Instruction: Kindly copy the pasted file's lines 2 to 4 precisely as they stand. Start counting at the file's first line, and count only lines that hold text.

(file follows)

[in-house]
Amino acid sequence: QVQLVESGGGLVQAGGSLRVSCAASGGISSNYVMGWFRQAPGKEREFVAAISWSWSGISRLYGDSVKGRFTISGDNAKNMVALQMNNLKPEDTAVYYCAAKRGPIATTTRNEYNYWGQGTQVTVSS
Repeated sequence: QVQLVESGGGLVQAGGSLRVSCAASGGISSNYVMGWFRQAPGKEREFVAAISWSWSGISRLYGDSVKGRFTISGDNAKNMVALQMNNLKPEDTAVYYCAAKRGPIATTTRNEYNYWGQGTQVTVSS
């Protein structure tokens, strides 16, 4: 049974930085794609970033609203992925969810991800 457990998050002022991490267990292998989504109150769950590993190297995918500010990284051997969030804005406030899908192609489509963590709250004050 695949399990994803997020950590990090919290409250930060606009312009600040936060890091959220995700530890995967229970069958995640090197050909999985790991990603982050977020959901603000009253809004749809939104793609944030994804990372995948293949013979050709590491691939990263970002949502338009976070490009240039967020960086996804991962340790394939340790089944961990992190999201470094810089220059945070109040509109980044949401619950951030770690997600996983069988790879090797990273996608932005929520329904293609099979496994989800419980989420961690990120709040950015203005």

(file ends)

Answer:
Amino acid sequence: QVQLVESGGGLVQAGGSLRVSCAASGGISSNYVMGWFRQAPGKEREFVAAISWSWSGISRLYGDSVKGRFTISGDNAKNMVALQMNNLKPEDTAVYYCAAKRGPIATTTRNEYNYWGQGTQVTVSS
Repeated sequence: QVQLVESGGGLVQAGGSLRVSCAASGGISSNYVMGWFRQAPGKEREFVAAISWSWSGISRLYGDSVKGRFTISGDNAKNMVALQMNNLKPEDTAVYYCAAKRGPIATTTRNEYNYWGQGTQVTVSS
């Protein structure tokens, strides 16, 4: 049974930085794609970033609203992925969810991800 457990998050002022991490267990292998989504109150769950590993190297995918500010990284051997969030804005406030899908192609489509963590709250004050 695949399990994803997020950590990090919290409250930060606009312009600040936060890091959220995700530890995967229970069958995640090197050909999985790991990603982050977020959901603000009253809004749809939104793609944030994804990372995948293949013979050709590491691939990263970002949502338009976070490009240039967020960086996804991962340790394939340790089944961990992190999201470094810089220059945070109040509109980044949401619950951030770690997600996983069988790879090797990273996608932005929520329904293609099979496994989800419980989420961690990120709040950015203005």